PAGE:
What Bitcoin is All About–Simply Explained


Bitcoins, bitcoins, bitcoins—you may or may not have heard this word mentioned in business publications or on television. However, I think that bitcoins may become the currency of the future, and I want to find out as much as possible about what it is and how it works before that happens. If you are also interested, read this post; I will do my best to explain the bitcoin concept as simply as possible.

Understanding the Bitcoin Concept

What is bitcoin? According to Wikipedia, bitcoin is defined as a cryptocurrency and a payment system invented by an unidentified programmer, or group of programmers, under the name of Satoshi Nakamoto. No one knows for sure if Satoshi Nakamoto is a real person or an alias representing a group of persons. Bitcoin was introduced in October 2008 and then released as an open-source software in 2009.  My basic understanding of the bitcoin concept is that bitcoins are traded for goods and services between two parties without any intermediary, such as a bank.  All bitcoin transactions are verified on what is called a network node and then recorded on a public distributed ledger called a blockchain, in which the bitcoin is the unit of account. Since this payment system has no central depository or single administrator, the US Treasury classifies bitcoin as a decentralized virtual currency. You should be aware that bitcoin is one of several cryptocurrencies that are in existence; however it is by far the largest and most popular.  Still confused? Here is a short video explaining what bitcoin is and how it works:

Where Do Bitcoins Come From? How Are They Created?

In order to get a more thorough understanding about bitcoins, I think that it is important to know how they are created, since they are not actual physical coins like nickels or pennies that you can see or touch. Instead, bitcoins are created in cyberspace as a reward in a competition in which users offer their computing power to verify and record bitcoin transactions into the public ledger, or blockchain. The actual activity of verifying and recording these transactions is called mining. The people who do this are called miners and they are rewarded with transaction fees and newly created bitcoins. Users who pay for goods and services with bitcoins have the option to pay transaction fees to the miners in order to expedite the confirmation of their transactions. These transaction fees are much lower (0 to less than 2%) than the fees issued by credit card processors (2-3%).  The following video further explains the bitcoin mining concept:

Setting up a Bitcoin Account–Digital Wallet

If you are serious about dealing with bitcoins, you should have an account set up where you can purchase and store them for future use. The place to store your bitcoins is called a digital wallet. Think of a digital wallet as a something where you can store your bitcoin digital credentials and as well as have access to buy and sell them.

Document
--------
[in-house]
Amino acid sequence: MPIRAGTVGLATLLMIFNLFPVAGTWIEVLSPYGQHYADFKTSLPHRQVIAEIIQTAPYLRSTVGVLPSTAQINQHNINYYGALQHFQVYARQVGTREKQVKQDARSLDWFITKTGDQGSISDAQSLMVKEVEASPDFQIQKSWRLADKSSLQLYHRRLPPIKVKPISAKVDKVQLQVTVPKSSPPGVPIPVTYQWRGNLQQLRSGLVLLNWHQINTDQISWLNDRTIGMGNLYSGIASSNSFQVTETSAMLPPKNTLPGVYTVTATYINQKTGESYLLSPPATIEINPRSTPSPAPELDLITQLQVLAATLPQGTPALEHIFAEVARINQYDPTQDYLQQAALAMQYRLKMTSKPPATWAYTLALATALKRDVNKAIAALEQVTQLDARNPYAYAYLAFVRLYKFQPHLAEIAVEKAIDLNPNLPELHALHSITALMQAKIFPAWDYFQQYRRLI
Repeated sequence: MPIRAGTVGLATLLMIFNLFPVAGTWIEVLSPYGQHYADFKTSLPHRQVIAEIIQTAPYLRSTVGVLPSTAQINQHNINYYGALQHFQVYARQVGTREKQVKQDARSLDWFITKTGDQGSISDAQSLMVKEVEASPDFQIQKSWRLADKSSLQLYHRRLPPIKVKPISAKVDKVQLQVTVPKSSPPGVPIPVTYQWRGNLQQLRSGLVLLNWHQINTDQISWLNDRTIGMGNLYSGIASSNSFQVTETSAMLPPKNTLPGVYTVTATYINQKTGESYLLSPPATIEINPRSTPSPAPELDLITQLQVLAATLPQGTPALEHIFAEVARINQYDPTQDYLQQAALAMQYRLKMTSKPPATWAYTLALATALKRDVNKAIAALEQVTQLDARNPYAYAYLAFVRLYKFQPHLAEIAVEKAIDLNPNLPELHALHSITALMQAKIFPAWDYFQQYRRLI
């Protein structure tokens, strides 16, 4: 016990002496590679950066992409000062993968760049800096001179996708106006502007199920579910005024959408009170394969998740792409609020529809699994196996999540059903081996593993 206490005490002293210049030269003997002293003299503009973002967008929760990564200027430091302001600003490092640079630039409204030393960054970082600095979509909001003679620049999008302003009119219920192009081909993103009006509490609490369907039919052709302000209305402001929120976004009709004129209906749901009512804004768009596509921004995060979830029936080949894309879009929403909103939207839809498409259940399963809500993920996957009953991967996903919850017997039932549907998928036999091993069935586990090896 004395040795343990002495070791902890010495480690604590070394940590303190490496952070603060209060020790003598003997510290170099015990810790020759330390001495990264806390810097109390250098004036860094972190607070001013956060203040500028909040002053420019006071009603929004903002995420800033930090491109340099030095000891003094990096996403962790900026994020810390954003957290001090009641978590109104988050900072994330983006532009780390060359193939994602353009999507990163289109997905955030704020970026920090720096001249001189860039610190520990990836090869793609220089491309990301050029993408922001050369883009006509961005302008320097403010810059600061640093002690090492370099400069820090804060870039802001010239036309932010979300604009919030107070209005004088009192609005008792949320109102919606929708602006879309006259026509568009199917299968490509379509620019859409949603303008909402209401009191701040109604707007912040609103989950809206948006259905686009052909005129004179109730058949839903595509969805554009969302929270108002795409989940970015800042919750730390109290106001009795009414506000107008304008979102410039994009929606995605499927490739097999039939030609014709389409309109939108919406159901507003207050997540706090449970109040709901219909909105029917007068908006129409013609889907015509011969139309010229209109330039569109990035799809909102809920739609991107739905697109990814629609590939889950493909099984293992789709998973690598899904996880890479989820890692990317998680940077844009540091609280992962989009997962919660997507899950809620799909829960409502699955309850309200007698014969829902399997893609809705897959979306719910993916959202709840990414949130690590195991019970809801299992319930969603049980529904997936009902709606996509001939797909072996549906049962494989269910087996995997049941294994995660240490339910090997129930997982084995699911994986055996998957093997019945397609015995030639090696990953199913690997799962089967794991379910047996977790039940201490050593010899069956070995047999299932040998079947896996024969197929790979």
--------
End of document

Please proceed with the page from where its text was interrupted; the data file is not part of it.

Things You Should Know About Bitcoin

  1.  Price and Volatility–  Bitcoin is very volatile, meaning that the price for a single bitcoin is over a $1000. The price of one bitcoin constantly fluctuates, mainly because of its insufficient liquidity, uncertainty of its long-term value, and people experimenting with bitcoin to determine its usefulness.
  2. Buying and Selling– Bitcoins can be bought and sold online and offline. Online methods include exchanges, where people offer bitcoin buy and sell bids. However, there is some risk to using this method as there have been instances where according to a study that was published in April 2013, 45% of these bitcoin exchanges failed, and people lost their bitcoins in the process. To make things more secure, exchanges have put in place ways to provide proof of reserves in order to be more transparent to its users. Offline methods include sales between individuals and bitcoin ATMs, like the one pictured here:

Bitcoin ATM in California

However, bitcoin ATMs differ from regular ATMs in that they are connected to the internet rather than a bank. You just insert cash into the ATM and it will register the corresponding amount of bitcoins you want to purchase. Transaction fees with these ATMs can be high as 7%.

3. Merchants–The number of merchants and companies accepting payments in bitcoin is rising. This may be because the processing fees for bitcoin transactions are typically from 0-2% as opposed to 2-3% for that of credit cards. Currently, companies such as Dell, PayPal, Dish Network accept payments in bitcoin.


I sincerely hope that after reading this post you have a better understanding of what bitcoins are and how they work. Since this is still a relatively new concept to most people, I would highly suggest that you do more research about bitcoins before buying them–if that is what you want to do.  As a parting gift, click here to see a bitcoin “cheat sheet”courtesy from the book [easyazon_link keywords=”Bitcoin for Dummies” locale=”US” tag=”earweaforyouf-20″]Bitcoin for Dummies[/easyazon_link]

Please share your thoughts, questions, or comments below. If you like this post, please share it by clicking on the appropriate share button(s)  Thanks!

Sources: 1.Wikipedia
                   2. Bitcoin for Dummies, by Prypto, John Wiley & Sons Inc.,2016

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